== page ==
Banks are not known for being the fastest-changing entities. With huge shifts in the way that business is conducted, and the way that people make and receive payments, banks have often found themselves playing catch-up to fast-emerging fintech and payment service providers.
But banks are fighting back and proving that they too can drive innovation and rapid change. SWIFT global payments innovation (gpi) initiative is a flagship not only for SWIFT but also the wider transaction banking industry.
Even two years ago, the prospect of same-day (let alone instant), traceable cross-border payments was considered unrealistic and “too hard” to be a priority. Today, more than half (55 percent) of SWIFT’s cross-border flows are SWIFT gpi payments, with universal adoption among SWIFT members due by the end of 2020*. According to FIS’ recent payments report “Modernizing Corporate Payments and Bank Connectivity in the Digital Age,” 46 percent of corporate treasury and finance practitioners plan to adopt SWIFT gpi for faster cross-border payments.
While part of the value proposition of SWIFT gpi is the speed of payments – 50 percent are now credited to the beneficiary within 30 minutes – the bigger benefit for many treasurers is its traceability*. SWIFT gpi introduces a unique end-to-end transaction reference (UETR), which is attached to every transaction to enable both payers and payees to track payment status.
Crucially, the UETR does not need to be allocated by the bank, a major requirement for SWIFT gpi based on corporate input. Otherwise, this would need to be sent back to the corporate customer and reconciled with the existing system reference, creating an additional processing step. Instead, it can be allocated directly by the treasury management solution or payment factory and then passed throughout the transaction life cycle. This gives treasurers far greater visibility over transactions and greater control over liquidity and risk as a result.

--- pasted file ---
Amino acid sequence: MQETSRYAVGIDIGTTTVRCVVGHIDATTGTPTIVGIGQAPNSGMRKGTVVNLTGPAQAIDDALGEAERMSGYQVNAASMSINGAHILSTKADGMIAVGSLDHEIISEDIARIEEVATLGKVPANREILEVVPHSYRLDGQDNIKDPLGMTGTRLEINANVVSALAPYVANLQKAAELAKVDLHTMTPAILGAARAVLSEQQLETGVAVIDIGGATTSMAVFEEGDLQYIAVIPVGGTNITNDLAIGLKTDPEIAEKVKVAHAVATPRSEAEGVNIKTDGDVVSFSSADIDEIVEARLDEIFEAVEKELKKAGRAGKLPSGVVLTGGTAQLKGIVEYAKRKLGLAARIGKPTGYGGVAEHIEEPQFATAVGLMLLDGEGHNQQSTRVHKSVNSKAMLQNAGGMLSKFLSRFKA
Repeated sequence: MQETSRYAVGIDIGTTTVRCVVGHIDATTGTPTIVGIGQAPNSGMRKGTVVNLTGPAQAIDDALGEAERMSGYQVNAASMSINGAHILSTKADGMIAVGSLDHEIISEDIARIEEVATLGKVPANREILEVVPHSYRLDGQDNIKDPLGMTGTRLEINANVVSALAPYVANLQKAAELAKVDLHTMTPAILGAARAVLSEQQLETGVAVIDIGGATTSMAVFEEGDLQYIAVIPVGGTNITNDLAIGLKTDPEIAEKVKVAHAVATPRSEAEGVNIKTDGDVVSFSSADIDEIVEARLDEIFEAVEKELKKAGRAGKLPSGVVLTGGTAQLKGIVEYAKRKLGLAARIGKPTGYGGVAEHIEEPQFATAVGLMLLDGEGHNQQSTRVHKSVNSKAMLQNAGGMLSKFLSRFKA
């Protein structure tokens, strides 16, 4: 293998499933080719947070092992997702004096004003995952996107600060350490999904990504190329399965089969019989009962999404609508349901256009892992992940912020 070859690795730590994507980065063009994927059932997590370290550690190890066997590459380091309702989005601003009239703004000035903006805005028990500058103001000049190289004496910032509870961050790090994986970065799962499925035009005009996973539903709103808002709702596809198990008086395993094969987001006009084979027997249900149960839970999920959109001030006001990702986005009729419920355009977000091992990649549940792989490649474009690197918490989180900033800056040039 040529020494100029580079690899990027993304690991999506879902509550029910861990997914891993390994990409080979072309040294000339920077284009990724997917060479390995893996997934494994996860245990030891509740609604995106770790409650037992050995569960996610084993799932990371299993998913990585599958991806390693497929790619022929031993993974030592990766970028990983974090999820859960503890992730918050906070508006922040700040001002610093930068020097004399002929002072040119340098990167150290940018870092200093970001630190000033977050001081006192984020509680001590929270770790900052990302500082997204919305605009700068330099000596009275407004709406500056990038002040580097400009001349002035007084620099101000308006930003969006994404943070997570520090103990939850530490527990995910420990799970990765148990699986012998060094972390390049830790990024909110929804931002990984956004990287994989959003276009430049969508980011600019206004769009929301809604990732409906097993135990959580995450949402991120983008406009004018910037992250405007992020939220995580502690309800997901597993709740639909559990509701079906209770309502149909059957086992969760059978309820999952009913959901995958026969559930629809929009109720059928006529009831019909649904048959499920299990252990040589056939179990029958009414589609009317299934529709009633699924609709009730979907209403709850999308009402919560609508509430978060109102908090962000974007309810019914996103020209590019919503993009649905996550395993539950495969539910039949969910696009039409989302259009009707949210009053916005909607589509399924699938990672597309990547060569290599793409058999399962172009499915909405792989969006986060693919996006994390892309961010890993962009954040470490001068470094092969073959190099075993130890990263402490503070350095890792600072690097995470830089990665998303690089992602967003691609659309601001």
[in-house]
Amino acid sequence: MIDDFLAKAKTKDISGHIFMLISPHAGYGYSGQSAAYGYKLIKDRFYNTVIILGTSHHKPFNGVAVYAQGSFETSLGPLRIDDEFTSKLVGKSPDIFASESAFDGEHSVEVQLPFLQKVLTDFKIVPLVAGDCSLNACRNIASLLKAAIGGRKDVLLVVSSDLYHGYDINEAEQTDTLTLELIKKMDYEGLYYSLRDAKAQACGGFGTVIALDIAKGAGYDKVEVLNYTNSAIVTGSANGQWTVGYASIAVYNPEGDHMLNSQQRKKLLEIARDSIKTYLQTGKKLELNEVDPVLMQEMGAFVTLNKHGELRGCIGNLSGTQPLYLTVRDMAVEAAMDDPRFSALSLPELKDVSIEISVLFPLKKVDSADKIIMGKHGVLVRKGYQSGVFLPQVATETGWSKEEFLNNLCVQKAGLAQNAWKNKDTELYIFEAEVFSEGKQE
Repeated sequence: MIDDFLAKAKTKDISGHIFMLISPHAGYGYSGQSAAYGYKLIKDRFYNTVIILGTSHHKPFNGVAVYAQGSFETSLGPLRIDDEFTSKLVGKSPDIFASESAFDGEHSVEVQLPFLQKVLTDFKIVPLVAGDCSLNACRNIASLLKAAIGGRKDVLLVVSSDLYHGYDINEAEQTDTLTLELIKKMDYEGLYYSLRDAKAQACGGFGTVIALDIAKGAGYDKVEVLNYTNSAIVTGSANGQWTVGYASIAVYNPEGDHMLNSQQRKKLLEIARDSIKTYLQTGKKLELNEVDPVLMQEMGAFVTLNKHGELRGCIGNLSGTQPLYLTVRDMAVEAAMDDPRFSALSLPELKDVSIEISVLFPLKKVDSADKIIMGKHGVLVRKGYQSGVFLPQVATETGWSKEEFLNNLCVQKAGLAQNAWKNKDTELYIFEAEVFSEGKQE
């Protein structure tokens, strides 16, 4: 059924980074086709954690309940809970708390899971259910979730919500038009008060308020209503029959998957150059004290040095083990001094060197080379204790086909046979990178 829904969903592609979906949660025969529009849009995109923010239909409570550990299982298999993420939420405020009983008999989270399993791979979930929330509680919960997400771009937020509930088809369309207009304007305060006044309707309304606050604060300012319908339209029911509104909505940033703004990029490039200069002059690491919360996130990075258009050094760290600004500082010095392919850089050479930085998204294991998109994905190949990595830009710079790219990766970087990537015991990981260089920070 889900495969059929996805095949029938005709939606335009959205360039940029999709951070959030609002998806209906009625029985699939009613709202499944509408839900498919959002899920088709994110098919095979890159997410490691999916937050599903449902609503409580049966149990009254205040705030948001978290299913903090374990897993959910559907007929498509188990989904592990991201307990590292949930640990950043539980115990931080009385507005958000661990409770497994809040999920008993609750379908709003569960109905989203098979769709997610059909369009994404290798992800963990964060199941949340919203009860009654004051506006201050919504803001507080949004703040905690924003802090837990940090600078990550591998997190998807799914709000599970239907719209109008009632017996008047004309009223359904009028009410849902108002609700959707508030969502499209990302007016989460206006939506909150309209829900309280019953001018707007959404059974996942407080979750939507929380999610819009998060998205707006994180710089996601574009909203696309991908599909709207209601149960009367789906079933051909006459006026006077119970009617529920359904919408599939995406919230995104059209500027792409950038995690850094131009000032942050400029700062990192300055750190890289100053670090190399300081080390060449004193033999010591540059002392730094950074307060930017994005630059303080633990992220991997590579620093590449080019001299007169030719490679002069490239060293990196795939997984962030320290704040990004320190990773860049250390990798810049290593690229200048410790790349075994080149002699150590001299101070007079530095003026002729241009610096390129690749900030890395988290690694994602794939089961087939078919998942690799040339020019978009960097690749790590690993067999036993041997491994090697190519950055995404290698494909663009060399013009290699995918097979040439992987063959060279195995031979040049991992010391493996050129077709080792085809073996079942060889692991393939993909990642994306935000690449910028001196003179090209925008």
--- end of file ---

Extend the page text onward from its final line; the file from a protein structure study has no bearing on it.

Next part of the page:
Banks are competing to offer payment tracking capabilities to their customers through their proprietary systems. However, corporates that work with multiple banks, and connect bank information directly with their treasury and payment systems, such as through SWIFT, host-to-host and API solutions, are unlikely to want to access a separate system to trace payments and collections. Instead, treasurers want to integrate either complete (or more likely selected) status information directly into their internal systems and access this information via a dashboard. Pilot projects between leading banks and FIS are now complete. For example, LVMH has been an early adopter of SWIFT gpi with Trax, and now benefits from end-to-end payments tracking through Trax without the need to upgrade its systems.
The ability to track payments, associated fees and exchange rates within the payment factory or treasury management solutions delivers huge time and resource savings for treasurers and finance managers, and indeed their banks. Many treasurers report that they have multiple people dedicated to manual payment queries and investigations, which delivers little value. Those who make large business-critical flows are paying far earlier than required to allow for unpredictable or delayed settlement, which can have substantial working capital implications. Similarly, treasurers expecting large incoming cross-border flows are also holding large working capital buffers in case of payment delay.
In contrast, end-to-end payment tracking creates clarity for both payer and payee and allows both to manage liquidity far more precisely. No longer are cross-border payments a black box, but each element, including status, payment fees and FX charges are now visible and reconcilable.
*Source – "2018: A year of great gains for SWIFT gpi,” SWIFT